Religious Interactions in Europe and the Mediterranean World

Coexistence and Dialogue from the 12th to the 20th Centuries

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Katsumi Fukasawa, Benjamin J. Kaplan, Pierre-Yes Beaurepaire
  • New York, NY: 
    , June
     356 pages.
     For other formats: Link to Publisher's Website.


The religious histories of Christian and Muslim countries in Europe and Western Asia are often treated in isolation from one another. This can lead to a limited and simplistic understanding of the international and interreligious interactions currently taking place. This edited collection brings these national and religious narratives into conversation with each other, helping readers to formulate a more sophisticated comprehension of the social and cultural factors involved in the tolerance and intolerance that has taken place in these areas, and continues today. 

Part One of this volume examines the history of relations between people of different Christian confessions in western and central Europe. Part Two then looks at the relations between Western and Eastern Orthodox Christianity, Islam and Judaism in the vast area that extends around the Mediterranean from the Iberian Peninsula to western Asia. Each Part ends with a Conclusion that considers the wider implications of the preceding essays and points the way toward future research.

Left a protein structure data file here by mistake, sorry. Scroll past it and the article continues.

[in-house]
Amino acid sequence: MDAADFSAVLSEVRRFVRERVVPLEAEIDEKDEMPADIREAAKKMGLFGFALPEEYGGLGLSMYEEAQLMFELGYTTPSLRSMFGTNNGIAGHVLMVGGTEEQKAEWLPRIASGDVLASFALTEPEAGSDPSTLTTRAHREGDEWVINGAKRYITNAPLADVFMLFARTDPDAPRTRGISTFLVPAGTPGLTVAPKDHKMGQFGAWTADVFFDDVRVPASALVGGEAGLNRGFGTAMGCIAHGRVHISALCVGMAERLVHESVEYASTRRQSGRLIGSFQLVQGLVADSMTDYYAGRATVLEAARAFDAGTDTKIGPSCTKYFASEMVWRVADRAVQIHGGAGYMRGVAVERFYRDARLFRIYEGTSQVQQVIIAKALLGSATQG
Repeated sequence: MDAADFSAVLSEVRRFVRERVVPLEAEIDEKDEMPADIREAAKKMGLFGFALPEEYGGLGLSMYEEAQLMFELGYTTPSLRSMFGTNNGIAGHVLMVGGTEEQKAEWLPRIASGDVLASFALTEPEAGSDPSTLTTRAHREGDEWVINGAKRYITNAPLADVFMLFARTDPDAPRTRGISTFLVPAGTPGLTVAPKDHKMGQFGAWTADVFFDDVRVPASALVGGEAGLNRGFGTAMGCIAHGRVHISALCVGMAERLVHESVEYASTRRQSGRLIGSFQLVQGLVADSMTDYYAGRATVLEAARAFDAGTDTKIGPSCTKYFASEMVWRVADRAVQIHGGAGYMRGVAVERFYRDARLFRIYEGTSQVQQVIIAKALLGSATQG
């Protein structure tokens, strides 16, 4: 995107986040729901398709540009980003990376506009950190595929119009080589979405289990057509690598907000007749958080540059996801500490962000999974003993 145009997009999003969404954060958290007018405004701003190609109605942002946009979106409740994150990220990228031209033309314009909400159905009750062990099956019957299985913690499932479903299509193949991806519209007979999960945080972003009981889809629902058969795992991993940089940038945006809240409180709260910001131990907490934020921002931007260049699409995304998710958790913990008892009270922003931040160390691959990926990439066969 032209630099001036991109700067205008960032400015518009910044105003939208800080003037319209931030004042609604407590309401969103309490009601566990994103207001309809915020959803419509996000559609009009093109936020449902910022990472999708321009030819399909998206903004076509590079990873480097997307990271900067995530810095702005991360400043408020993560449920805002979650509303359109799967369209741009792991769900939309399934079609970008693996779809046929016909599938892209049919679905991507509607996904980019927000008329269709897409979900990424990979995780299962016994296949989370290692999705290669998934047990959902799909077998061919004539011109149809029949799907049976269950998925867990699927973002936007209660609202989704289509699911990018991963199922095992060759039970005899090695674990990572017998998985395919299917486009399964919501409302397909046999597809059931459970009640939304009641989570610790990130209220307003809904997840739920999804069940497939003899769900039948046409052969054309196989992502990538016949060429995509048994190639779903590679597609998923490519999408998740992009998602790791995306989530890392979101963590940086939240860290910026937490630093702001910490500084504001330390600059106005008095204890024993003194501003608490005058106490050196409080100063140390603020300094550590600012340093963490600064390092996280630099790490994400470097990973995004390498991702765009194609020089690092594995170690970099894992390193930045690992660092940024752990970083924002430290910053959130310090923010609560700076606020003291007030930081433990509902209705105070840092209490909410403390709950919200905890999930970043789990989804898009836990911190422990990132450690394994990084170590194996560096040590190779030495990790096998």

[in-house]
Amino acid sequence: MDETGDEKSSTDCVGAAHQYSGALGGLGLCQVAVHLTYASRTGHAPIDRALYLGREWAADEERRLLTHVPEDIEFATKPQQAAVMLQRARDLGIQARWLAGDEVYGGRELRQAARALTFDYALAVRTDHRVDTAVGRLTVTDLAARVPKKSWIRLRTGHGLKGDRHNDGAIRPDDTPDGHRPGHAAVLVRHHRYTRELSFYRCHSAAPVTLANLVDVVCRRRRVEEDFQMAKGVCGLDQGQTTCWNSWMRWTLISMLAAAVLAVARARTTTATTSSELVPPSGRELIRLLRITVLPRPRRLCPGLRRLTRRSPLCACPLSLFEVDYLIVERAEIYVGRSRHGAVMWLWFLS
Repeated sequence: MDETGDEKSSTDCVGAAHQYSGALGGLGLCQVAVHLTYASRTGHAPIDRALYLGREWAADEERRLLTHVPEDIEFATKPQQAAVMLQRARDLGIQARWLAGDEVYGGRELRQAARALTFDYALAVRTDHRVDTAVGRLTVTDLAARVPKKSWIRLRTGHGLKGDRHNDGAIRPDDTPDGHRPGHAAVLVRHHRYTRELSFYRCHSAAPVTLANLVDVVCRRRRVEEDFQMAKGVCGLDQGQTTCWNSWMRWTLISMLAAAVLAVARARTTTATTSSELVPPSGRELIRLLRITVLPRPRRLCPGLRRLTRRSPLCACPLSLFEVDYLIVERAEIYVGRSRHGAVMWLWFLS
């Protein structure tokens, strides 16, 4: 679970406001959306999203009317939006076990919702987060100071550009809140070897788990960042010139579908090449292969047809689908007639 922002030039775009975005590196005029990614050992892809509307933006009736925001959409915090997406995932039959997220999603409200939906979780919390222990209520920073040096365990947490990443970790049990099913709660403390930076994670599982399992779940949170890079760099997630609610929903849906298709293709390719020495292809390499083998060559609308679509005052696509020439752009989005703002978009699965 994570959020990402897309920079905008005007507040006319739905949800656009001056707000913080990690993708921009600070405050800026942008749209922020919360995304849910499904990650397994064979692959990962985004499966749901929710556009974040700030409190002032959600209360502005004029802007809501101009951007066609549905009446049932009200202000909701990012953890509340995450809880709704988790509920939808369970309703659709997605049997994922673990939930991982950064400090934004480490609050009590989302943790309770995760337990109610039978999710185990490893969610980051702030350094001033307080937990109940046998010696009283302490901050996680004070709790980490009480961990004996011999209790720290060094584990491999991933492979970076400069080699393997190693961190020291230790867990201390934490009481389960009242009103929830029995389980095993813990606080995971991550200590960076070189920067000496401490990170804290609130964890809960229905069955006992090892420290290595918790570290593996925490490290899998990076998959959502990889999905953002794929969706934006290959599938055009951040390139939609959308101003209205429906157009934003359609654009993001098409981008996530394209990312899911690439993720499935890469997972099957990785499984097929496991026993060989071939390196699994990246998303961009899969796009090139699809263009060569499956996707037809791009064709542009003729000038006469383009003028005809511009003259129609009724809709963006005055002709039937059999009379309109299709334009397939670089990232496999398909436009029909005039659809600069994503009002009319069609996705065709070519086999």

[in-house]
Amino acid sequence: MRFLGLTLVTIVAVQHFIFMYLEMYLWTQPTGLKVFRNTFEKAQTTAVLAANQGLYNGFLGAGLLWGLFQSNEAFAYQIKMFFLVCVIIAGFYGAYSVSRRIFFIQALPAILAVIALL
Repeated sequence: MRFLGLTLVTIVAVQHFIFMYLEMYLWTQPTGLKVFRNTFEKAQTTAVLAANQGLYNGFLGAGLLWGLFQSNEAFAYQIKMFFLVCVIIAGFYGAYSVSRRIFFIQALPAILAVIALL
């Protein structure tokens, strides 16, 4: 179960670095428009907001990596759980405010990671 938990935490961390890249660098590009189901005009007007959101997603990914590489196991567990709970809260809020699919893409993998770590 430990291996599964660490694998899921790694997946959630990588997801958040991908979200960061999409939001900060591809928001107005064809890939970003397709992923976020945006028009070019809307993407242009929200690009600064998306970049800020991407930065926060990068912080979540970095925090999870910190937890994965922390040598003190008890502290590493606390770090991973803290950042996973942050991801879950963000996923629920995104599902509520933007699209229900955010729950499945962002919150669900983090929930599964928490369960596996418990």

Bringing together scholars from Asia, the Middle East, Europe, and America this volume embodies an international collaboration of unusual range. Its comparative approach will be of interest to scholars of Religion and History, particularly those with an emphasis on interreligious relations and religious tolerance.

About the Author(s)/Editor(s)/Translator(s): 

Katsumi Fukasawa is emeritus professor at the University of Tokyo and visiting professor of European history at Kyoto-Sangyo University, both in Japan.

Benjamin J. Kaplan is professor of Dutch history (Chair) at University College London.

Pierre-Yves Beaurepaire is professor of early modern history at the University of Nice Sophia Antipolis, France, and Fellow of the ‘Institut Universitaire de France’.



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